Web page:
Technology in War

 Posted by on 17 April 2013 at 2:00 pm  Technology, World War 2
Apr 172013

Last week, I posed the following interesting question to Paul, then posted it to Facebook:

What technology was known to the Allies during World War 2 — that likely would have helped them win the war faster (or with less damage or casualties) — but that was not used?

The question occurred to me while listening to Max Hastings’ excellent history of World War 2 — Inferno. Hastings says that the Germans had radar but never made good use of it, as the British did during the Battle of Britain.

Paul and I couldn’t think of any stellar examples, but I thought that y’all of the interwebs might have some suggestions.

  • Ron

    In his history of WWII Churchill mentions that scientists proposed using pieces of aluminum foil (I believe attached to balloons) to give false radar images. They decided not to use it because they feared that the Germans would copy it and degrade British radar effectiveness. After the war it was found that German scientists had mad the same proposal and the Germans had rejected it for similar reasons.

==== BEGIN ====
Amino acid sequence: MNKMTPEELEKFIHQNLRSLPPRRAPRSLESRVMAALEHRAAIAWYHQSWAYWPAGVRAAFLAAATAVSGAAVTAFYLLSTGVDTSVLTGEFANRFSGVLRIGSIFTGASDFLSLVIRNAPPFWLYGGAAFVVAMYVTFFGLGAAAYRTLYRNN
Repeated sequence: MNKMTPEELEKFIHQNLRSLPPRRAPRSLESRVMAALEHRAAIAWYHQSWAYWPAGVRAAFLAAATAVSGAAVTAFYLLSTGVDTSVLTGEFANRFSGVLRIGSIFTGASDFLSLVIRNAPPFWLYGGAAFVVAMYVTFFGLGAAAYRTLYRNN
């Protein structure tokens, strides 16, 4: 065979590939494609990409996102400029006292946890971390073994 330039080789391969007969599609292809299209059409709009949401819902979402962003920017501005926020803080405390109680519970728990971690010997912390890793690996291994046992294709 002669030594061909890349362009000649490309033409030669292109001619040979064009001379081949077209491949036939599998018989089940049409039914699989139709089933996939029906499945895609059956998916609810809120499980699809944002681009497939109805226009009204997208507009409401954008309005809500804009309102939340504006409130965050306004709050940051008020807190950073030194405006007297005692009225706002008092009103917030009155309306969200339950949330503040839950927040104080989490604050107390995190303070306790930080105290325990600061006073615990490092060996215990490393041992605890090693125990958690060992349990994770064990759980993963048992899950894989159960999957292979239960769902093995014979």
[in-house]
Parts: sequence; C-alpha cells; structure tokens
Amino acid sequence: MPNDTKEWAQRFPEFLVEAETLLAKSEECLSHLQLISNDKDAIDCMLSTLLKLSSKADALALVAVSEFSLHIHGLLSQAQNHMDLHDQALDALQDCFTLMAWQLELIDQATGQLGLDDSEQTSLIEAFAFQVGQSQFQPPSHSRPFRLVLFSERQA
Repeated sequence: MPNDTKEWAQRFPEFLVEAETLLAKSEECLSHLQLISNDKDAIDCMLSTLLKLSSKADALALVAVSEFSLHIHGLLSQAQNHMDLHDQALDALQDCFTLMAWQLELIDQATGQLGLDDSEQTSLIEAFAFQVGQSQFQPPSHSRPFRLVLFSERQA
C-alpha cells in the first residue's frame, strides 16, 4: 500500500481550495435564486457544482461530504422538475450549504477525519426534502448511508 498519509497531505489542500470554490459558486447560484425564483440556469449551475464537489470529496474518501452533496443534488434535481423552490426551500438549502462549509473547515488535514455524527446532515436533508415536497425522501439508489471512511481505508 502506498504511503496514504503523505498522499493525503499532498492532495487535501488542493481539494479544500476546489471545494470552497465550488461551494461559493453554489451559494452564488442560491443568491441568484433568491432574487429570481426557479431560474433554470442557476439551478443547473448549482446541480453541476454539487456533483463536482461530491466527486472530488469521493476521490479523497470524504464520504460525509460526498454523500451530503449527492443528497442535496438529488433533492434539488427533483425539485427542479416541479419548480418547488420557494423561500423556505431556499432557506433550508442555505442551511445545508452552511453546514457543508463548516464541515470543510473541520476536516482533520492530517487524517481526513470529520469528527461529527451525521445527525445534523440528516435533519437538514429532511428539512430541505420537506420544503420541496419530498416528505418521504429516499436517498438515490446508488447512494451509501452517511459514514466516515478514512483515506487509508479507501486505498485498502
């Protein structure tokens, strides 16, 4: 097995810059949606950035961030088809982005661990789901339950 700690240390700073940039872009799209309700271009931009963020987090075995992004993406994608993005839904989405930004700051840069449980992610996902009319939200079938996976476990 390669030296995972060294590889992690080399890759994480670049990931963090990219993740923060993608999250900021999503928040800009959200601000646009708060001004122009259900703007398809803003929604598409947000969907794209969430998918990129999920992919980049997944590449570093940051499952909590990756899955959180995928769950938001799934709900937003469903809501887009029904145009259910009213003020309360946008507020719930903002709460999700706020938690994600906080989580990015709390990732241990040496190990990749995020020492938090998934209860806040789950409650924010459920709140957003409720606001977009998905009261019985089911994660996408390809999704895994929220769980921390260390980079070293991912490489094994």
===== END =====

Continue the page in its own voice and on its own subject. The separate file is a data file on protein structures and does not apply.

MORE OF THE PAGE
• Diana Hsieh

      Ha! That’s awesome.

    • Nathan Warner

      Actually that is only partly true. The British did develop what we now know as chaff to overwhelm German radars and did hold off on using it for some time because of the fact that it could be quickly copied by the Germans. However they did end up using it against German air defenses with devastating results on their effectiveness. If I remember right the first use of Window (the British codename for chaff) was during a “1000 bomber” raid on Hamburg and German defenses were nearly incapacitated by the chaff. Likewise the Germans also came up with the idea of chaff and when tests revealed the effectiveness of chaff against German radars Goring had the documentation of the test results destroyed and took extreme precautions to make sure the Allies never learned of the technology including a prohibition on research to find a countermeasure. (Paraphrased from the book Instruments of Darkness by Alfred Price)

      • Tjitze de Boer

        Nazi feet lieks bullets.

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